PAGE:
Mark Victor Hansen (in his new book, Ask!). It is only by learning How to Ask and What to Ask that you can create your most extraordinary life, manifest your greatest blessings, and cross the bridge from your dreams to your ultimate destiny.

Make that change!

Micah Ndackson, Lifesuccess Coach

Which is which; Social distancing or Physical distancing?

Which is which; Social distancing or Physical distancing ?

I had a serious and beautiful intellectual engagement with colleague Sociologists, all day. Want to share the fallout:

•Social distancing is NOT the same as Physical distancing and their usage must not be synonymous.

•Physical distancing,is a set of non-pharmaceutical interventions or measures taken to prevent the spread of a contagious disease by maintaining a physical distance between people and reducing the number of times people come into close contact with each other.It typically involves keeping a certain distance from others (Wikipedia)

•Social distance on the other hand refers to the level of acceptance people have of others outside of their own social group or class. This level of acceptance is defined by their general feelings toward others, and the amount of social interaction they have with people whose characteristics are outside of their social norm. Social distance is a measure of perceived difference (or distance) among groups. As a social construct, social distance is a familiar issue. Many common phrases refer to social distance, such as ‘out of your league’ and ‘birds of a feather flock together.

Some social characteristics that lead to social distance include race, ethnicity, age, gender, and economic class.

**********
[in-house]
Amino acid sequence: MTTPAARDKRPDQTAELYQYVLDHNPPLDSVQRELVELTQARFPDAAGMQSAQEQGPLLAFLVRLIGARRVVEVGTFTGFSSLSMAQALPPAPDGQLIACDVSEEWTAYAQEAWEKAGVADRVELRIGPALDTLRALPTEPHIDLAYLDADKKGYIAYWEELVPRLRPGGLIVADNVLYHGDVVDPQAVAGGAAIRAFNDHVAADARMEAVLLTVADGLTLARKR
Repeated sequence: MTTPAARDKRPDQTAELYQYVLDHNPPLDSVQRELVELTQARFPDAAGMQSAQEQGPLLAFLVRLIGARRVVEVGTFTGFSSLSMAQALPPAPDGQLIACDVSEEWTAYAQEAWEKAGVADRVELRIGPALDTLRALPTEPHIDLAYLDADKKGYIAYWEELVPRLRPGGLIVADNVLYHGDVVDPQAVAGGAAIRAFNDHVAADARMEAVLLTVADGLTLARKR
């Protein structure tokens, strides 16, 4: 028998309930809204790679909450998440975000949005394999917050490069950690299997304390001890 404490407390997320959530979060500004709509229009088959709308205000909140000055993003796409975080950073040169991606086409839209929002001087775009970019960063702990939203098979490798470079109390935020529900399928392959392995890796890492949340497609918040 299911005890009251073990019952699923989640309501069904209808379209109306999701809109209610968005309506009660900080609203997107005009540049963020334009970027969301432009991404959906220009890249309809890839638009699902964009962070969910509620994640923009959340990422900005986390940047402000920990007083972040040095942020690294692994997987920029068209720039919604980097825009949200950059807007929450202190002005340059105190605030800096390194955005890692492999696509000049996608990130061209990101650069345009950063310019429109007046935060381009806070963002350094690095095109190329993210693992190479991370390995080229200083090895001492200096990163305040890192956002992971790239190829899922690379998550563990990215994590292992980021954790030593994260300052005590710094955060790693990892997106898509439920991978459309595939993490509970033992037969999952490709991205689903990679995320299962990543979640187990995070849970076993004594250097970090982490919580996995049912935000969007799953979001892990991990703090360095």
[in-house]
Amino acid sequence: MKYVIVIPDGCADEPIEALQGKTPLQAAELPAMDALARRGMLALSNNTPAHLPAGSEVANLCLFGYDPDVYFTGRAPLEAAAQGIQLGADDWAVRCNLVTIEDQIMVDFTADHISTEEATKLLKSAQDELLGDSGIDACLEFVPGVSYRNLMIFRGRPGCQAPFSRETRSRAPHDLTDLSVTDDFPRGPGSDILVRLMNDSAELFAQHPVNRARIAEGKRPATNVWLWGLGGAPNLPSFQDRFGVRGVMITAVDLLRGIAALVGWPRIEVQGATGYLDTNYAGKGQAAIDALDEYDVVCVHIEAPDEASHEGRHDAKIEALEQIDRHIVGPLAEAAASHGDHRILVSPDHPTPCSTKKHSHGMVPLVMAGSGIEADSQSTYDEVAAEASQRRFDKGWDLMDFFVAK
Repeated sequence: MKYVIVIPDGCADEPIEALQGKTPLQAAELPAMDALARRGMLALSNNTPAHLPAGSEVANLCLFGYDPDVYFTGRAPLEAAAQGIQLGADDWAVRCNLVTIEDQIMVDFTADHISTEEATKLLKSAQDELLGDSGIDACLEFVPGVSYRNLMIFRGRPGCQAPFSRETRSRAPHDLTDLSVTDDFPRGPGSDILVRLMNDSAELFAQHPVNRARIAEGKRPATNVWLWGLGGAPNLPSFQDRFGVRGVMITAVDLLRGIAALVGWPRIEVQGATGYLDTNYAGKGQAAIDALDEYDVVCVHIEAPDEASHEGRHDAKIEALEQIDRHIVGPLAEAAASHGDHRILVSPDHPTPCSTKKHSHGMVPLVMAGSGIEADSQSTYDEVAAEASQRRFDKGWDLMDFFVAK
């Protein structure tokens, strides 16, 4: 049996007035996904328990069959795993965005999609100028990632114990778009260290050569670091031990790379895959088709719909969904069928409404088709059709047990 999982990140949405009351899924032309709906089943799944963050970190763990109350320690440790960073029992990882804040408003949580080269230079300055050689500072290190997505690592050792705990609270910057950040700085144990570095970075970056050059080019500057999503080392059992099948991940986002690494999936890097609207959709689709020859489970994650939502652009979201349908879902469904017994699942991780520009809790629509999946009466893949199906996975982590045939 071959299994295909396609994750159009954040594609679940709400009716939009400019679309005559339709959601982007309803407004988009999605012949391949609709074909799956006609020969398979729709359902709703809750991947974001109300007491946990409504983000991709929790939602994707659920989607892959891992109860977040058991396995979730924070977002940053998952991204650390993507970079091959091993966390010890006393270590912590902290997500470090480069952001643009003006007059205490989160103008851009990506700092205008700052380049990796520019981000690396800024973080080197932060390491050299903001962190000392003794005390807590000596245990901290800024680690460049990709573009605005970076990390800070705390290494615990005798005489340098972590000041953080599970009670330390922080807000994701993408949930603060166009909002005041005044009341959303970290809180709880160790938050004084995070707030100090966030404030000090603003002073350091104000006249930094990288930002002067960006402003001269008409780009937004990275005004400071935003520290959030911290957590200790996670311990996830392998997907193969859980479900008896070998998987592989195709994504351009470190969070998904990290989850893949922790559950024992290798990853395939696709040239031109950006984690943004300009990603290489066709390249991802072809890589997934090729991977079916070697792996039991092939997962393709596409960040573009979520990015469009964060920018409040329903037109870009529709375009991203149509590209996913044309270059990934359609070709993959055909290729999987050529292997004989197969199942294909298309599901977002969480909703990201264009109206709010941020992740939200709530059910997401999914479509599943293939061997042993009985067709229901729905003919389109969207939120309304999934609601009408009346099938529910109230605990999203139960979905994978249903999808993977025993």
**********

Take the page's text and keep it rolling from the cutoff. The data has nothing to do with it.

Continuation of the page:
Some people for example, still exhibit extreme levels of racial social distance by not wanting to live or work with members of other ethnicities.This emerges from feelings and manifests in attitude which is a demonstration of Social distancing.

• Clearly then,the strategy to reduce the spread of the COVID-19 pandemic is
“ PHYSICAL DISTANCING “ and NOT “social distancing”

• A very welcome development is that, the World Health Organization (WHO) has started using the phrase “physical distancing” instead of “social distancing” as a way to prevent the spread of the novel coronavirus from people to people, a move widely welcomed by experts as a step in the “right direction”.

• Let’s observe Physical distancing to stop the spread of the corona virus.

• Stay safe, love life!


Remembering Ernest Okonkwo!

Remembering Ernest Okonkwo!!

The Legendary Ernest Okonkwo. Golden Voice over Nigeria’s Radio Airwaves.*
Could anyone remember hilarious clichés like these?
_“He beats *Christian Chukwu!*, he beats *Christian Madu!*, he beats *Christian Nwokocha!* . . he beats three *Christians* in a row!, who is this man?”_
_“He must be a Moslem; Oh! it is *Shefiu Mohammed* sending a diagonal pass to *Baba Otu Mohammed.”*_
*On another account he quipped.*